How about building your own infra-red (IR) Thermometer?
Instead of buying a finished product, you might be interested in building your own IR Thermometer instead. This way, you can learn how it works and you are able to design it exactly the way you want it to be. For example, how about building wireless sensors which transmit data to a central receiver unit?
In this article, I’ll show you the basics. Components which I’ll be using for this are:
- IR temperature sensor: I’ll be using the MLX90614 (this version to be precise). It has a range from -70 up to +380 C and a resolution of 0.02 C.
- Microcontroller: I’ll be using a 8-bit microcontroller from Microchip: PIC16F690, but the program included in this article can easily be ported to any other 8bit microcontroller.
- Display: You can use any HD44780 compatible display; I’ll be using the EAW162B-N3LW
You will also need a programmer (I recommend using the PICKit2) to write your program into the micro-controller and an oscilloscope might came in handy for analyzing and debugging. For source code development, I used the Microchip MPLAB IDE, which you only need if you want to compile your own binary.
The test setup
To test the sensor and the assembly code, I use the following setup. A 9V battery is used for the power supply and the 78L05 voltage regulator converts this to a 5V power rail. If you rather want to use a 5V supply directly, you can of course skip the regulator. For the pull-up resistors R1 and R2 I choose 10KOhm. R3 is a 10KOhm potentiometer which is used to regulate the display contrast. R4 is needed for the LED background light built into the LCD display planet. You should check the datasheet of your display for the correct value. C1 and C2 are for filtering and have a value of 100nF.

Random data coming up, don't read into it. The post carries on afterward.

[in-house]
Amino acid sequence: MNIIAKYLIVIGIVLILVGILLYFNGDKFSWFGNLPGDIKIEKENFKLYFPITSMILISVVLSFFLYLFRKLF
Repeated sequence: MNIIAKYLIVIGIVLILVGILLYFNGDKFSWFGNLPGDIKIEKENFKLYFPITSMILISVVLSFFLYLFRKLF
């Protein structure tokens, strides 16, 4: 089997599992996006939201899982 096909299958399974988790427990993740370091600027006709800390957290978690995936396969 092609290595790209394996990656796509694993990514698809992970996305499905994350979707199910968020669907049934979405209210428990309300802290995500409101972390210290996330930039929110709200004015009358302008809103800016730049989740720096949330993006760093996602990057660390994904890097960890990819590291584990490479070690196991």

(Please note that the display module shown in the drawing is not the same one which I used for my setup)
Reading the temperature from the sensor
The IR sensor, which is a digital sensor with it’s own microcontroller on board, provides two temperature readings: A) the sensors own (body) temperature and B) the object-in-sight temperature, measured using infra-red. For this project, I’ll be reading and showing both values.
The sensor (when not in sleep mode) will constantly measure the current temperature and store the result into it’s own internal memory. The already calibrated and ready to use temperature measurements can then be fetched from the sensor’s memory using the SMBus protocol. Using the sensor’s documentation and my oscilloscope, I developed the assembly code needed to read the measurements from the sensor. The source-code for this is provided below and is located in the smbus.asm module.
Converting the data to degrees Celcius
In order to convert the temperature values received from the sensor to degrees celcius, the raw value has to be multiplied by 0.02 according to the documentation. The result is the temperature in degrees Kelvin with two decimal precision. Substract 273.15 from that and you have the temperature in degrees celcius. To do this calculation on the microcontroller, I first subtract 27315 (273.15 x 100) from the raw value and then divided the result by 100. This way, I don’t have to worry about the comma until the very last step. The code for this conversion can be found in main.asm. The code makes use of this excellent assembly math library.
Showing the result
I first sent the readings via the serial port (using rs232) to my PC, but I quickly realized that using this method doesn’t really promote the idea of making a portable thermometer. So I replaced the rs232 output with an LCD display (HD44780 based) instead. Both the rs232 code and the LCD code is included in the source-code package though and can be found in the rs232.asm and display.asm modules.
Now, to see the thermometer in action, I created a tiny main loop in main.asm which clues together the above mentioned modules. It basically configures the microcontroller after power-on-reset and then goes into an infinitive loop performing: A) 1 second delay, B) read latest temperature from the sensor using the smbus.asm module, C) convert to degrees celcius and finally D) show the value on the display using display.asm module.
The source & binary
Download the source code and the binary hex file (compiled for the PIC16F690) here:
Sensor in action: